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Democratic process in tatters

Michele Harris                                  -                                     Wednesday, 29 February 2012


Democratic process in tatters

Imagine a Government that wishes to pass a package of controversial legislation, such as the Stronger Futures legislation. It calls for a Senate Inquiry as a way of showing that a democratic process will be followed, but once the actual process starts realises that its proposed legislation is being widely slammed by those who will be mostly affected by it.

Now real democracy would demand that once the Senate Committee reports back to Government, some re-examination of that evidence may lead to changes. This is logical and presumably this is why governments call for Senate Inquiries, or this is what some of us may believe.

Realistically one should assume nothing. We live in an era of promises, core promises, broken promises and in this instance no promises at all, simply a smoke and mirrors process.

The Senate Committee travelled to Hermannsburg , Alice Springs, Maningrida and Darwin to take evidence from those people who have been affected by five years of the NTER legislation, or Intervention as it is more often referred to. The newly proposed Stronger Futures legislation generally extends much of what has taken placed for a further 10 years, with a few alarming additions.

The Senate Hearings were the opportunity Aboriginal people were looking for. Believing their views would be taken into account, many Aboriginal people travelled long distances to meet with the Senators to give their evidence as to the harm that had been done to them by the Intervention, and to reject this new legislation.

Well, yes, quite a dilemma for Government as they had clearly misjudged the mood of the people. That, of course, is exactly what the Senate Inquiry is meant to determine.

The Senate Committee returned to Canberra last weekend, just in time for the leadership vote on the Monday which was exactly where most parliamentarians were focused. Few would have been focusing on the Stronger Futures legislation and why would they since there would be more than another two weeks before the Senate Report was due to be provided to Government?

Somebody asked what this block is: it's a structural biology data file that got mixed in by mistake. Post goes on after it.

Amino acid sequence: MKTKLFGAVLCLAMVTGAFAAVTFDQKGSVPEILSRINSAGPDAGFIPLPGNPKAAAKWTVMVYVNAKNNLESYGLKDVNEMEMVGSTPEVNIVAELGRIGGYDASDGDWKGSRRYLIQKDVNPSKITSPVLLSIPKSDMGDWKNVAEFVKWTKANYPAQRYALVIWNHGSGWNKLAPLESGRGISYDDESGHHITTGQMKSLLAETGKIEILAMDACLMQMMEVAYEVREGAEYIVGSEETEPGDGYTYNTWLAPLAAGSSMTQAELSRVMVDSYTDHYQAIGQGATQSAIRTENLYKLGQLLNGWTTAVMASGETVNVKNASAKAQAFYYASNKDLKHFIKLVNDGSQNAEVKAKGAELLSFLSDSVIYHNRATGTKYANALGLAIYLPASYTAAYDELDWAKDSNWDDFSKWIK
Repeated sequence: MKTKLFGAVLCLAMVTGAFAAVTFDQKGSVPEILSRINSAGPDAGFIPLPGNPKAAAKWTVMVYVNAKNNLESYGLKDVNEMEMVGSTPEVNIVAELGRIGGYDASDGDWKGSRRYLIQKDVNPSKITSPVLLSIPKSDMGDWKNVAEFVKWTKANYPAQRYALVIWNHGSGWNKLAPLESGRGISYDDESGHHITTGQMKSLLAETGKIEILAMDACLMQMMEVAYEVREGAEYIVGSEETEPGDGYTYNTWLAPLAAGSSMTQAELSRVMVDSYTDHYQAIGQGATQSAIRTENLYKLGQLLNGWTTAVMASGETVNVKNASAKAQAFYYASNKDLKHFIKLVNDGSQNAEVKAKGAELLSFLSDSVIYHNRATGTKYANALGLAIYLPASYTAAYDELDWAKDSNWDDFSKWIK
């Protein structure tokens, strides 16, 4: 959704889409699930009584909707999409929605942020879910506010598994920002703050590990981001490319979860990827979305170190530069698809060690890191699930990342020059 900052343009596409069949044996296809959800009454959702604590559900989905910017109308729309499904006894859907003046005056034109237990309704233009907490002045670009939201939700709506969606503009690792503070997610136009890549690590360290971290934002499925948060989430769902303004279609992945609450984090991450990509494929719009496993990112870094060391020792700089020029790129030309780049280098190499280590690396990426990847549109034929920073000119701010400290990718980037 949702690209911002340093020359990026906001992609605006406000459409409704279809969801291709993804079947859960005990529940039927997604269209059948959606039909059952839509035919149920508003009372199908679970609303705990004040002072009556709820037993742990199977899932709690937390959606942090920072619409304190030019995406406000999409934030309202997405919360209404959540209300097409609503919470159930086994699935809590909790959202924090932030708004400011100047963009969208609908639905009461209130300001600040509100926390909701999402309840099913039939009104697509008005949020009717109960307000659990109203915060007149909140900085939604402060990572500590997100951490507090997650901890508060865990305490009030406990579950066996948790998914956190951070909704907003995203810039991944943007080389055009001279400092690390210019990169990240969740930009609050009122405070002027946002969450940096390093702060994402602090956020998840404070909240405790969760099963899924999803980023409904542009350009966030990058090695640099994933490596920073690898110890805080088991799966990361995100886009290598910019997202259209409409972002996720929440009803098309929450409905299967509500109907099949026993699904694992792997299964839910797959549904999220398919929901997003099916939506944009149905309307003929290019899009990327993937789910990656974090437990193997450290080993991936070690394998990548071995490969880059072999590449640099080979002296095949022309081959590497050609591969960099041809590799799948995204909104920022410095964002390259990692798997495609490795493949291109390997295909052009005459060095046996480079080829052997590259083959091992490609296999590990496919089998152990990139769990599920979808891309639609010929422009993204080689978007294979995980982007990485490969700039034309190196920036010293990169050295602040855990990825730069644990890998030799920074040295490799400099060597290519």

Who would have guessed that Jenny Macklin would have been so morally lacking as to attempt to override the Senate Inquiry findings which she had asked for by bringing in an early vote before anyone had the chance to learn of the Inquiry findings? Democratic process overboard and a preparedness to show just how little the views of Aboriginal people are to this Government.

We understand very few were in the Chamber when the ‘debate' took place, but when the bells rang, our politicians dutifully came along to give their vote and support their party, even those who had earlier admitted they hadn't read the legislation and were awaiting the Senate Report.

This unsavoury process shows just how little Government cares about the views of Aboriginal people or about working in partnership with NT Aboriginal leaders. In addition to this we have a government which seeks to perpetuate already failed policy, by passing racist legislation which breaches our commitment to a number of UN Conventions and brings into question Australia's commitment to the Declaration on the Rights of Indigenous Peoples.

Overall, the loss is far greater. It is a loss of democratic processes that will further reduce trust in Government. This is an incident that we will be able to look back upon for many years, where a government openly betrays Aboriginal people by calling for their evidence and then decides not to consider it because they don't like what they will hear. Pathetic!

And so, Senators, where does this leave you? Your report will be released on 13 March. Senator Scullion has already cast grave doubt over the value of the consultations that were held between Government and Aboriginal people. You have heard over and over again, face to face, that the legislation is unacceptable to very many Aboriginal people living in prescribed communities. You know that eminent legal minds have expressed the belief that the proposed legislation will breach the Racial Discrimination Act. So where does this leave you?

The only hope for Aboriginal people in the Northern Territory is that the Senate will retain some integrity when the Bills eventually come before it.


Reproduced with the kind permission of Michele Harris.

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